My wife had an outpatient procedure. The first time I accompanied her to one of these procedures, I was left in the curtained prep and recovery area when she went into the surgical unit. And I stayed. And I fretted. Alone, beneath fluorescent bulbs I cried. I worried. I played out the worst in my head. I barely resisted dumping my panicky feelings on my daughter via text.
This time, I wandered downstairs, bought an apple, and found the hospital’s Healing Garden. The warm summer sun warmed my spirit as I wandered the Healing Garden and chomped on my apple. As I admired the floral symphony, I wasn’t alone this time. The Holy Spirit touched my worries, acknowledged them but reminded me of the love that flowed through doctor’s fingers, nurse’s skills, and anesthesiologist’s watchfulness.
I tend to favor less developed parks. Trails that are narrowier, more treacherous, and less groomed challenge my physiology and spirit. Rocks or moss (sometimes both) are my preferred benches. The Oregon Parks Department, however, has a knack for placing benches within oil paintings.
Sometimes, I find myself along a well-groomed, safer trail. When I come across a bench in the divine art gallery, I sit upon that bench. As I admire the painting before me I soon realize the divine artist has also been busy to my left, my right, and behind me.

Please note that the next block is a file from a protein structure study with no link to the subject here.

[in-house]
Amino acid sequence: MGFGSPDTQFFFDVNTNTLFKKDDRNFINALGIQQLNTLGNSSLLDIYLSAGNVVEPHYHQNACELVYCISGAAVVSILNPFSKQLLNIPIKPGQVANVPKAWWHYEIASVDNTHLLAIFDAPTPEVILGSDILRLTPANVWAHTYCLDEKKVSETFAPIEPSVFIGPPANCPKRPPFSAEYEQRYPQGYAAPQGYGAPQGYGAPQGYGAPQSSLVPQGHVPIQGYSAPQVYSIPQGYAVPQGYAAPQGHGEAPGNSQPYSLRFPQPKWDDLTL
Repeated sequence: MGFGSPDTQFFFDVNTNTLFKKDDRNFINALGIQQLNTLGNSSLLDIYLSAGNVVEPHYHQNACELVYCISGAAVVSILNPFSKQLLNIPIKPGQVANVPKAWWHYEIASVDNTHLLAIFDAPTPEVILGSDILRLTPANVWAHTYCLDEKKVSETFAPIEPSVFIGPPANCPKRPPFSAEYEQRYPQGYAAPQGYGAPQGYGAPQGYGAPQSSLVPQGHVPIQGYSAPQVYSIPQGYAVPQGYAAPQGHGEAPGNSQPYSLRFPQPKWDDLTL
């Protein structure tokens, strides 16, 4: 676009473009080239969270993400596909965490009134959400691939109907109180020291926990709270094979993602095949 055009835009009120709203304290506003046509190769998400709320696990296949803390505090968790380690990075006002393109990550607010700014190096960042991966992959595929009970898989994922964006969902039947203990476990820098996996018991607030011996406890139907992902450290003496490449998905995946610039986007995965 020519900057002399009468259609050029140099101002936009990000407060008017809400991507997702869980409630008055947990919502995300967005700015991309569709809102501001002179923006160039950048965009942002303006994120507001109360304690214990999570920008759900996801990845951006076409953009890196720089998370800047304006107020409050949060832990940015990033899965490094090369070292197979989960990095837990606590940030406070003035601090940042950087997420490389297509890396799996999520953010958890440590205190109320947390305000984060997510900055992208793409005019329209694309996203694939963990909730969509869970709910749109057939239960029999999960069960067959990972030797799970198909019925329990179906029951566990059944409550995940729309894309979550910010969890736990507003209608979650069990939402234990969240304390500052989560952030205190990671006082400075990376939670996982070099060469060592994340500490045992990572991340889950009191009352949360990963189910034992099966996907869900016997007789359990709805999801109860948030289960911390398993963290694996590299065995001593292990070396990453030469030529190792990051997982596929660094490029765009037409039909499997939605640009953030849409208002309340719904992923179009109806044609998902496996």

Tuning in to the chatter of squirrels, the rushing water, and the breath that tousles branches stretching to the sky, I notice my own brushstrokes. I am part of this divinely created masterpiece!
Like the splendor of the falls, the mud in my boots, and the early budding trees, my allure and beauty are created in the artist’s own image.
Awhile back, I was inspired by the abundant life still present in the parched late summer at the Tom McCall Preserve near Rowena, Oregon. The dry conditions were not unusual that year. I confess the sound of the hot wind blowing through the dry grass and crinkling leaves brings me peace when I hike there in the summer months.
Instead of the Columbia River Gorge’s hot breath, I experienced its bitter winds on my early February hike. There was no crunching to be heard, only the sloshing sound of my (thankfully!) waterproof hiking boots on the muddy and floody trail. There was subtle beauty in the winter moisture just as there was in late summer.
Last fall, much of this area was under a drought emergency. Mt. Hood was rapidly losing its snowcap. Areas I hiked in July had the same lack of snow that is typical of late September. This winter we’ve been blessed by moisture falling as rain at the lower elevations and snow in the mountains.
Certainly we need to be concerned about climate change; we should be taking more drastic actions than we have been taking. Nonetheless, spiritually we need to remember that the very nature of existence is change. What is now, will not last forever. Droughts become an abundant winter of snow and rain.